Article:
Canada's collaboration with Europe in space activities predated both the European Space Agency and the Canadian Space Agency. From 1968, Canada held observer status in the European Space Conference (ESC), a ministerial-level organization set up to determine future European space activities, and it continued in this limited role after ESA was created in 1975. Since January 1, 1979, Canada has had the special status of a "Participating State" with the ESA, paying for the privilege and also investing in working time and providing scientific instruments which are placed on ESA probes. Canada is allowed to participate in optional programs; it also has to contribute to the General Budget but not as much as associate membership would have entailed. This status was unique at the time and remains so today.
On 15 December 2010 the accord was renewed for a further 10 years, until 2020. By virtue of this accord, Canada takes part in ESA deliberative bodies and decision-making and in ESA's programmes and activities. Canadian firms can bid for and receive contracts to work on programmes. The accord has a provision specifically ensuring a fair industrial return to Canada. The head of the Canadian delegation to ESA is the president of the Canadian Space Agency. As of February 2009, there are currently 30 Canadians that are employed as staff members at ESA. (Distributed over various ESA sites: 20 at ESTEC; 4 at ESOC; 4 at ESA HQ; 2 at ESRIN).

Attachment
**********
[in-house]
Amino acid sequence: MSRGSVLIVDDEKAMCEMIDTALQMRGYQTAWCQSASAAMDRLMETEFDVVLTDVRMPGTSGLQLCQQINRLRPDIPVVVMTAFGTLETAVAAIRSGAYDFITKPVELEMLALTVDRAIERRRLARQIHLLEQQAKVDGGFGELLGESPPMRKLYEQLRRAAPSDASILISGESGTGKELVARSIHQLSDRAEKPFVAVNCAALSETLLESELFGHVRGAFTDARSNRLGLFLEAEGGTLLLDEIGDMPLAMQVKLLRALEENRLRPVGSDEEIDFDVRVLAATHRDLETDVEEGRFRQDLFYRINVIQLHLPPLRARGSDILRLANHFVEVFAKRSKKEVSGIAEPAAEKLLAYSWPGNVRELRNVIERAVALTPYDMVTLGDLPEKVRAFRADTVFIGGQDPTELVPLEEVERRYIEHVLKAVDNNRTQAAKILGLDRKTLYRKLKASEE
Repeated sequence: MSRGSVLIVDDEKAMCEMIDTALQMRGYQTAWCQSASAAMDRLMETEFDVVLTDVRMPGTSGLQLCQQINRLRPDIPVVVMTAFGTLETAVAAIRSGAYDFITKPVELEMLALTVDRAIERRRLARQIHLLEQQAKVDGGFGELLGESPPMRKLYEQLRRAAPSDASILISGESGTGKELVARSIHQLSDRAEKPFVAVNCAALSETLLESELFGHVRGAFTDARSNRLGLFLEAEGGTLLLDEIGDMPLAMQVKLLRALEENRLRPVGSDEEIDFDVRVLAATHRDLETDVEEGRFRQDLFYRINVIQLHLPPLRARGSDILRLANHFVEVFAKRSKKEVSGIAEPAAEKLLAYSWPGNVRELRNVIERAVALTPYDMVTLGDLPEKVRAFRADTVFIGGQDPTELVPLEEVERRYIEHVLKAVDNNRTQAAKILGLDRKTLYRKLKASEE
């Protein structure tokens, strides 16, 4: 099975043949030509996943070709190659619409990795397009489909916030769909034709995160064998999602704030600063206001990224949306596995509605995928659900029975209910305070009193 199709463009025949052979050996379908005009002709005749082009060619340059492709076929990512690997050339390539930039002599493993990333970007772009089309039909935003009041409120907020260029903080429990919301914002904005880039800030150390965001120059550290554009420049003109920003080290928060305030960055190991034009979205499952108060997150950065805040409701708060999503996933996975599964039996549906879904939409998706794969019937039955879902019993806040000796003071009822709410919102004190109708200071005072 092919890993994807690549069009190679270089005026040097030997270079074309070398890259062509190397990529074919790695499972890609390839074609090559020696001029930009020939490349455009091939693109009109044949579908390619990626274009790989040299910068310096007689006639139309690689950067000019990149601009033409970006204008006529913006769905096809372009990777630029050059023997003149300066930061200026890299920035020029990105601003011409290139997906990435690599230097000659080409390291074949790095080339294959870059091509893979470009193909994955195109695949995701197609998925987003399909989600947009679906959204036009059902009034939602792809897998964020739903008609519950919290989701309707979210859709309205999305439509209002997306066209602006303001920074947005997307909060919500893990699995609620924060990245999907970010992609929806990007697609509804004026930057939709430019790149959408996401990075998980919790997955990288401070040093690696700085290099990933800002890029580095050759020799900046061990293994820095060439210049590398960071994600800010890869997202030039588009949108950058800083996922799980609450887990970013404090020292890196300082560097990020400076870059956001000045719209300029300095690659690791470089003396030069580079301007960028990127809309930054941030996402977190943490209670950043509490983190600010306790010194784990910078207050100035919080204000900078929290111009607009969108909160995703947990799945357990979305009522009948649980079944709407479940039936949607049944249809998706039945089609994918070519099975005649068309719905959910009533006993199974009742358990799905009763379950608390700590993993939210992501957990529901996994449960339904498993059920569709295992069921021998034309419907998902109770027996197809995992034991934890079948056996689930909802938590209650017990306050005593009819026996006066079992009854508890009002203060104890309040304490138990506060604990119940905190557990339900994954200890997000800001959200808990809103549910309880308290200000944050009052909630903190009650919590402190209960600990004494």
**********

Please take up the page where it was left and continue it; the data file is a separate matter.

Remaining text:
Canadian space program
The Canadian Space Program is administered by the Canadian Space Agency. Canada has contributed technology, expertise and personnel to the world space effort, especially in collaboration with NASA and ESA.
There have been three recruiting campaigns for astronauts for the CSA. The first, in 1983, led to the selection of Roberta Bondar, Marc Garneau, Robert Thirsk, Kenneth Money, Bjarni Tryggvason and Steve MacLean. The second, in 1992, selected Chris Hadfield, Julie Payette, Dafydd Williams and Mike Mackay. On May 13, 2009, it was announced after the completion of a third selection process that two new astronauts, Jeremy Hansen of Ailsa Craig, Ontario, and David Saint-Jacques, of Quebec City, had been chosen. As of December 2012 there have been 17 space flights by Canadians.